FIGURE 3 is a cross-section through a further embodiment of nozzle, the conical internal wall surface 9 of which subtends an angle of approximately 32. This less divergent cone angle is used for coating small objects and gives an impact area of to cms. diameter.

FIGURE 4 shows a further embodiment in which the vortex chamber 8 and the discharge orifice of the nozzle are of uniform cylindrical cross-section. The lip 9a is formed by tapering the external surface of the nozzle. This construction is useful in the case where only a small output of powder or other material is required, for example 0.1 kg. per hour, or where a very directive spray is required. The impact area diameter may vary between 5 and 15 cms., according to the air momentum in the vortex.

FIGURE 5 is a cross-section through a further embodiment of nozzle which is intended particularly for the application of powders within a recessed body, for example in the interior of tubes or containers. The conical portion 9 of the nozzle subtends an angle of about 120 and a conical deflector 23 is located within this portion and supported from the nozzle at three equispaced points 24. The conically annular passage 25 has a width of about 2 mm. In this way the powder in the neighborhood of the lip 9a of the nozzle is always present in the form of a thin layer which assists the electrical charging of the particles. The vortex efiect prevents the powder from clogging the nozzle. Moreover, by reason of the presence of the deflector 23 the vortex effect is enhanced.

FIGURE 6 shows a modification of the nozzle shown in FIGURE 5 wherein the conical downstream portion 9 of the nozzle subtends a smaller angle, e.g. 105, than the conical deflector 23, e.g. 110, so that the conically annular passageway 25 between the interior of the mouth of the nozzle and the deflector tapers towards the discharge end of the nozzle. This arrangement helps to obtain a very fine distribution of the powder all around the edge of the nozzle.

In each of the embodiments described above, with reference to FIGURES 3 to 6, the arrangement of the 4 ports into the chamber 8 of the nozzle is similar to that shown in FIGURE 2. 1

FIGURE 7 shows a further embodiment of nozzle in which the portion of the nozzle downstream of the vortex chamber as well as the deflector 23 comprise flared conical surfaces. Also the nozzle 3 is made in two parts, one of which includes the ports 11 whilst the other 3d comprises the flared conical wall surface 9. This construction is particularly advantageous Where the vortex chamber containing the ports is of noncircular cross-section. It enables the part 30 to be molded from a plastic material.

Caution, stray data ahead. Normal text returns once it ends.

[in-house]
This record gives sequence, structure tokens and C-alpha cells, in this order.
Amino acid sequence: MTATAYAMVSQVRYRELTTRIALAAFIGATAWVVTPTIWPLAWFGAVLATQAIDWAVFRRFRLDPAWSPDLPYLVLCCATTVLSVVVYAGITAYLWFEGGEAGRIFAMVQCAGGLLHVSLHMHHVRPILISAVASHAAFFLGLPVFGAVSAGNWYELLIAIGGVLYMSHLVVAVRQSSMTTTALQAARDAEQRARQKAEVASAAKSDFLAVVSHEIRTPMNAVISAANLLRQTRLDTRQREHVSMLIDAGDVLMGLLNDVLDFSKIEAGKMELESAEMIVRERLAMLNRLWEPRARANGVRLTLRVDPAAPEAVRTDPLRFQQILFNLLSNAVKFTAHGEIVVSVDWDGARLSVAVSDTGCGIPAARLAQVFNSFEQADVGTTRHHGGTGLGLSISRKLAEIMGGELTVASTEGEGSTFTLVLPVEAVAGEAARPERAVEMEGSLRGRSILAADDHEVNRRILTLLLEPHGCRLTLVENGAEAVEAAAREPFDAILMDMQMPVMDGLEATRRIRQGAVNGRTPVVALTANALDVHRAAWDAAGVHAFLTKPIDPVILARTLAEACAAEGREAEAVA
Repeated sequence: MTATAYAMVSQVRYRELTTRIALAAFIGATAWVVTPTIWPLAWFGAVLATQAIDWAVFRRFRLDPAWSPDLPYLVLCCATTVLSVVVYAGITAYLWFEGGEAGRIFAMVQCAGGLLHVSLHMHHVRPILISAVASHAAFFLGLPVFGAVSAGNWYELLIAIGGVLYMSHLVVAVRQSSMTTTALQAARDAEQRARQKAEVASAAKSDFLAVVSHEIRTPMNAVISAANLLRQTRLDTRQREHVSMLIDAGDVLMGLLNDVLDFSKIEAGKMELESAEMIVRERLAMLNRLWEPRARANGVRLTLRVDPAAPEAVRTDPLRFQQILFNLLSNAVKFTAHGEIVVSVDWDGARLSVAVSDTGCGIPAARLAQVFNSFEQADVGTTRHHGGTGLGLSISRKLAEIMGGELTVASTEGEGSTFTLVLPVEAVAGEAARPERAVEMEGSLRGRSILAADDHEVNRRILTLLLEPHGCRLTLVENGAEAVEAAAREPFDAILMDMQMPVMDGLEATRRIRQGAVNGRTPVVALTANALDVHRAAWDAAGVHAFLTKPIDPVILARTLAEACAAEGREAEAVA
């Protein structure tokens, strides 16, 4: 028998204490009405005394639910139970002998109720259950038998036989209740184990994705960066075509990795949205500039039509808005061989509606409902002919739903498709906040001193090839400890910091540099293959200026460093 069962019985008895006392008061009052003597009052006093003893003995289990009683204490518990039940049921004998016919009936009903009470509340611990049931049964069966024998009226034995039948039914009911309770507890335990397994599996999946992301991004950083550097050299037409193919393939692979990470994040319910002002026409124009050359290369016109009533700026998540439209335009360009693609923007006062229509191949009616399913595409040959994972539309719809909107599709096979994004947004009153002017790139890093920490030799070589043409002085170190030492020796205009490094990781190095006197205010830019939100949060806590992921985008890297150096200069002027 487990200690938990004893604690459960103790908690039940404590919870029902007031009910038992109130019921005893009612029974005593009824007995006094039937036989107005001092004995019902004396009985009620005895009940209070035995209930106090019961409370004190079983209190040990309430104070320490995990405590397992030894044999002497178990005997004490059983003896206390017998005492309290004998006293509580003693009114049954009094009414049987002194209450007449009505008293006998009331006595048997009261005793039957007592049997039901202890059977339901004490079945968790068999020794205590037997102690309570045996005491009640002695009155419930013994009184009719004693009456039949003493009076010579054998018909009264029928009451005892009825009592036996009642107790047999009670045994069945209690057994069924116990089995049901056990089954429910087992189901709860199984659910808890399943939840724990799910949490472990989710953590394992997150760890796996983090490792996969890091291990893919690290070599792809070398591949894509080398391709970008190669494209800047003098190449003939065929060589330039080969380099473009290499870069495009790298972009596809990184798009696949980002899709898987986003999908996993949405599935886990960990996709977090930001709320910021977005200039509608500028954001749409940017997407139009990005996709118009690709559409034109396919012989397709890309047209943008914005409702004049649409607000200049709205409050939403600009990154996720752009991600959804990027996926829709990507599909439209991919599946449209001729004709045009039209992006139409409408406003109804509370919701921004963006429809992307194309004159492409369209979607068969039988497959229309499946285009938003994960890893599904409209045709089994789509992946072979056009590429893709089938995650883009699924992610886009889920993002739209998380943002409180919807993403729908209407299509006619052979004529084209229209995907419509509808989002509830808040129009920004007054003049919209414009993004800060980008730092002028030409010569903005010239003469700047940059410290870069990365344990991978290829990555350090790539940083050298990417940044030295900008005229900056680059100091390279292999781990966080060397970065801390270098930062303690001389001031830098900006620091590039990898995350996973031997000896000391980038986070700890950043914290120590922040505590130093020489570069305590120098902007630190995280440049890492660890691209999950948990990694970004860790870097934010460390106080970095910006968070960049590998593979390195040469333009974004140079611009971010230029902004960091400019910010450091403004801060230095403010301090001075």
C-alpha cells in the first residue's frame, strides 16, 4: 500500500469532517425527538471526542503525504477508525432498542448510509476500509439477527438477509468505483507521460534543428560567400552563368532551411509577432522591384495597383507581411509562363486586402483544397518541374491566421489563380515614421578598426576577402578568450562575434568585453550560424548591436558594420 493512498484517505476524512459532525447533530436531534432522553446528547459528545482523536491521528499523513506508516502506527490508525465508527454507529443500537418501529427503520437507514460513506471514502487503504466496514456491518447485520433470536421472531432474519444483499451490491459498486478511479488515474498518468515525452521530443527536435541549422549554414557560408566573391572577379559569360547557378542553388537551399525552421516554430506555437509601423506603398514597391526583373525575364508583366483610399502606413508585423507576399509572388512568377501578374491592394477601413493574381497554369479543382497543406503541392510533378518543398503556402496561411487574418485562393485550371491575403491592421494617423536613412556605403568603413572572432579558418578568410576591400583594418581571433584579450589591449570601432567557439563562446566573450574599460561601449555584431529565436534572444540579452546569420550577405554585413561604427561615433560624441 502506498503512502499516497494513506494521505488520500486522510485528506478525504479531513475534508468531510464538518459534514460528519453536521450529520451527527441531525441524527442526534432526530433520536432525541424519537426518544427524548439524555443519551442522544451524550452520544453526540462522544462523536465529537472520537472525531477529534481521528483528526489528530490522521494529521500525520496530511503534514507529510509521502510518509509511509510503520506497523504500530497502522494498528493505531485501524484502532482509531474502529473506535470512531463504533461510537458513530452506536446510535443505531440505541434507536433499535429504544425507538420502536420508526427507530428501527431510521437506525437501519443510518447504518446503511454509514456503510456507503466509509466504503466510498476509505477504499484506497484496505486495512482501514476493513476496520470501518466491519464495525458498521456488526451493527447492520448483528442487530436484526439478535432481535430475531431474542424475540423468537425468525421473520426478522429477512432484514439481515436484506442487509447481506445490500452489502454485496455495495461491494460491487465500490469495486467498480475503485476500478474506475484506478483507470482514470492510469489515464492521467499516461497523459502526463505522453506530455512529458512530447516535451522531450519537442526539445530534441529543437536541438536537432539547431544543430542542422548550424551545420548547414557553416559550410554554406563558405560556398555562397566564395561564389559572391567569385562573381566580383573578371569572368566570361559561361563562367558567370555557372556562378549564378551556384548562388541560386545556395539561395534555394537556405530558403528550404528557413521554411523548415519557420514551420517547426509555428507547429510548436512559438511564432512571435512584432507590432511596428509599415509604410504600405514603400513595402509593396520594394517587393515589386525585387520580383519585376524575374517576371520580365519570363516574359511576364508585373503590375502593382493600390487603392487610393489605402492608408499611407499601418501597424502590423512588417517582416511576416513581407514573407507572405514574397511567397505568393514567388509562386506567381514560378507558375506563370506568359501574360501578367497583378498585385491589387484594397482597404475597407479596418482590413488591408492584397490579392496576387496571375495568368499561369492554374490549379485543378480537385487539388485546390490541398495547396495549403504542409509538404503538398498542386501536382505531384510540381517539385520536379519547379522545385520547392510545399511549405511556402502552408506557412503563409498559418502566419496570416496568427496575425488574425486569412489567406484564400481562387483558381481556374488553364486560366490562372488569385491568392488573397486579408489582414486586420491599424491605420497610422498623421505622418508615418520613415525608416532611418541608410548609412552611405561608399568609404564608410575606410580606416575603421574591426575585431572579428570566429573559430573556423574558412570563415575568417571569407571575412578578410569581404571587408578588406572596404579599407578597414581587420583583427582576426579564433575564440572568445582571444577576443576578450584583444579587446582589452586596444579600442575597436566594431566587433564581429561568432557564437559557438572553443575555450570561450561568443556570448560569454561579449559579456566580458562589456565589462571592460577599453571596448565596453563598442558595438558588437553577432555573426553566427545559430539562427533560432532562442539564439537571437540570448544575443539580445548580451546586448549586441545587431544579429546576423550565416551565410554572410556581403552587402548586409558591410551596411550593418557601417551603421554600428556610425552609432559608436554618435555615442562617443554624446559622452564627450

FIGURE 8 shows another nozzle construction which converges towards the discharge end. In this embodiment, a delivery pipe 3e for the powder and carrier gas extends through the vortex chamber and up to the lip at the discharge end of the nozzle, the clearance between the lip and the pipe being from 0.1 to 0.2 mm. This nozzle is suitable for small outputs of very fine powders, with low air velocities.

FIGURE 10 is a cross-section of a non-circular vortex chamber of generally involute cross-section and which has a single port 11 entering into it along a generally spiral path.

FIGURE 11 is a cross-section of another embodiment of non-circular vortex chamber having two symmetrically arranged ports 11. This embodiment also shows the tube 4 feeding the primary gas stream carrying the particles to the vortex chamber as having a star-shaped or cross-shaped cross-section, at least adjacent to the inlet to the vortex chamber, so as to hasten the entrainment of the air carrying the particles towards the wall of the nozzle.

It will be apparent that it is readily possible to interchange the various forms of nozzle one with another by simply unscrewing the locking ring 19, substituting the desired nozzle on the end of the spray gun, and replacing the locking ring.

The apparatus described is particularly suitable for projecting powder or granules of a synthetic resin plastic, such as polyvinyl chloride or nylon, on to an object, such as a metal surface. The charge given to the particles causes them to be deposited on and to adhere to the object which is generally connected to earth potential. By heating the atricle above the melting point of the plastic, either before, during or after the deposition, the adhering layer can be converted into a thin continuous plastic coating.

Instead of creating the vortex by a secondary gas stream separate from the carrier gas stream, the latter may be given a rotational movement as it enters the nozzle and thereby cause the particles to migrate towards the wall of the nozzle. For example, as shown in FIGURE 9, the powder and carrier gasstream arriving in the nozzle 3% have a rotational motion imparted thereto by fixed helical blades 31 disposed in the inlet to the nozzle. The particles in the carrier gas are thereby projected towards the walls of the nozzle and are electrically charged by coming into contact with the lip of the nozzle or by passing through the intense ionizing field in the vicinity of the lip. The lip may be of saw-tooth configuration. In one particular construction, the inlet to the nozzle was mm. diameter and the nozzle had a cone angle of In another embodiment, the inlet pipe for powder and carrier gas has a cross-shaped cross-section as shown in FIGURE 11 and is formed with a helical twist so as to impart a rotational movement to the carrier gas as it enters the nozzle. Other non'circular cross-sections of the inlet pipe are possible.